43. Early in February 2008, the independent engineer carried out additional due diligence verification of the company. The engineer’s assessment did not conclude on the financial situation of the company, but stated that the company should be able to build the bridge for the set price, provided that technical support and proper project management practices were in place. The assessment also set out a number of recommendations, with a key one being that the company was required to provide its quality management plan for review and approval before beginning the work. We found that this was not done.

44. Later in February 2008, the GNWT formally approved the construction contract between the Corporation and the company, and the company signed an undertaking in favour of the GNWT. It stated that the company would comply with the provisions of the Concession Agreement and gave the GNWT the power to approve all important modifications to the contract and the right to test, inspect, and audit the bridge and related construction documents.

45. By the summer of 2008, the Department began to have concerns about the general contractor’s performance. There were indications that the company had failed to provide the documentation required to demonstrate that the bridge was being built using generally accepted quality management practices and that it was meeting code. Disputes, claims, and delays began to emerge. Early in 2009, an independent review of project management practices found that the construction site lacked basic project management procedures. A report was issued to representatives of the Department and the Corporation. We found that the proposed actions were not all implemented. Further, we noted that the report identified similar areas of concern as those of the February 2008 due diligence assessment by the independent engineer.

46. What began as a proposal for a sole-sourced self-financing private project, with a focus on community economic development and with no anticipated additional cost to the GNWT, became a publicly funded project with additional costs and significant risks to the GNWT.

47. Recommendation. For future major projects, the Government of the Northwest Territories should establish a senior project oversight committee early in the planning phase of a project. This committee, composed of individuals with considerable experience in managing major projects, should provide advice to the Government and, where relevant, the Legislative Assembly, on the steps required to develop a major project, and should act as a forum for discussing project objectives, risks, procurement, and other relevant matters.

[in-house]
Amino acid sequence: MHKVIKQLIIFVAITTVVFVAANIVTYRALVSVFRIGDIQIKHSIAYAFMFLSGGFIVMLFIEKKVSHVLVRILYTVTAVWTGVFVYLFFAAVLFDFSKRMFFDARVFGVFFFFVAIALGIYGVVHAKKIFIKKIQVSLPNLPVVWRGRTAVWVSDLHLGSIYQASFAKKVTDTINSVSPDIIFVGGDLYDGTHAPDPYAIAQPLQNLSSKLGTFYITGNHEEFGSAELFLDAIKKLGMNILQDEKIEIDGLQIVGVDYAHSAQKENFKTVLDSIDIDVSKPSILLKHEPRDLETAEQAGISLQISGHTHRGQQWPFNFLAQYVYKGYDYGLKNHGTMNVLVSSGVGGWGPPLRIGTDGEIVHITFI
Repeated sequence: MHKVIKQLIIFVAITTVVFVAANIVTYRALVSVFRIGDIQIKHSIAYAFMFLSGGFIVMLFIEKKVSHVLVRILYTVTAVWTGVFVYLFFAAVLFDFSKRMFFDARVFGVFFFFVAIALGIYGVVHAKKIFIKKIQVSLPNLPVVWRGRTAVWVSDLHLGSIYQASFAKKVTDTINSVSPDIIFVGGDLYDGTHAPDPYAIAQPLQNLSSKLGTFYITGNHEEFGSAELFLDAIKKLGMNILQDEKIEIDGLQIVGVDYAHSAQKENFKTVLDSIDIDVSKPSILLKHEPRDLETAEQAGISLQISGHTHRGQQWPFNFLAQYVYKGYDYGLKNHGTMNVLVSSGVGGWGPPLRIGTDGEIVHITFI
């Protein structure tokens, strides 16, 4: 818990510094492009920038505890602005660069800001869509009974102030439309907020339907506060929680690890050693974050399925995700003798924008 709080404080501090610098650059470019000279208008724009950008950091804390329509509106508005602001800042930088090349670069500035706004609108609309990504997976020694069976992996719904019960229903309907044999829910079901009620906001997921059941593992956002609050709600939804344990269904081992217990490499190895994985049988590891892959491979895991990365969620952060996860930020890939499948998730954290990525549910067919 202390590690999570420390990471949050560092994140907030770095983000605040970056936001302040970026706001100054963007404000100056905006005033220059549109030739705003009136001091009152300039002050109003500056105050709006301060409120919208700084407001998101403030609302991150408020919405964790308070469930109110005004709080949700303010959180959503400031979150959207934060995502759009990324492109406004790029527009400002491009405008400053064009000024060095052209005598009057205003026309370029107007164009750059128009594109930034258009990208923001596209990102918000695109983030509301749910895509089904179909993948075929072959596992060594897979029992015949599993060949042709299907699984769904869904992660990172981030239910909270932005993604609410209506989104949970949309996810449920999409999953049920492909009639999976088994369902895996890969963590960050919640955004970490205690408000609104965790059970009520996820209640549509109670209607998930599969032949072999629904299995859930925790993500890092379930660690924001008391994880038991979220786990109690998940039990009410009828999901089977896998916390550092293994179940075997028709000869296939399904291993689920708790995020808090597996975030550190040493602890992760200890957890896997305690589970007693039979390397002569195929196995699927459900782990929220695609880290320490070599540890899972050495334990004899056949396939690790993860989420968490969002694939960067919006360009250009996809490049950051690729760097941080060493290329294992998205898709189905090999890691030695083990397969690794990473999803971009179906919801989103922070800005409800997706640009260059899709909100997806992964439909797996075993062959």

The Department of Transportation’s response. Agreed. The Government of the Northwest Territories’ (GNWT’s) new Corporate Capital Planning Process requires all new large capital projects to undergo a planning study and peer review process before the project is recommended for inclusion in the corporate capital plan. The planning study includes the completion of a needs analysis, an operational plan, and a schematic design with class “C” cost estimate. Upon completion, the planning study is subject to a peer review process by a committee of senior GNWT officials. The role of the peer review committee is to examine the planning study in detail to ensure that the scope is defined, the design solutions are appropriate, and all aspects of the project, including risks and procurement methodology, have been fully considered prior to formally seeking Legislative Assembly approval for project capital funding.

The GNWT has also drafted a policy and a Management Framework that would establish a senior project oversight committee early in the planning phase for any new infrastructure projects to be procured through alternative financing arrangements. The Steering Committee will consider and share general information on such projects; review, assess, and report on proposed projects referred for formal review; and monitor and evaluate the implementation of approved agreements. This committee would be composed of senior GNWT officials who are experts in construction, contracting, legal, financial, evaluation, and policy subject matters. A Process Convention for Review of alternatively financed projects has also been drafted that would formalize the process for engagement of the Legislative Assembly’s Standing Committees in any such proposed arrangement.

Phase II—The Government of the Northwest Territories

48. At the time of our audit, the Department of Transportation had been managing the bridge project since 1 April 2010.

49. We sought to determine whether the Department of Transportation had in place an appropriate framework to manage the key risks associated with quality, schedule, scope, and cost. We examined the risk matrix and the risk management strategies related to these four key risks. We examined versions of the risk matrix and reviewed documents related to risk management. We also interviewed Department officials.

A risk matrix is in place but has weaknesses

50. The Department developed a risk matrix for the project. At the time of our audit, the Department had identified 33 risks. Department officials told us that their attention was focused on eight areas that they determined to have the highest risk. These areas were safety, public confidence, regulations, performance, climate, schedule, budget, and off-site fabrication.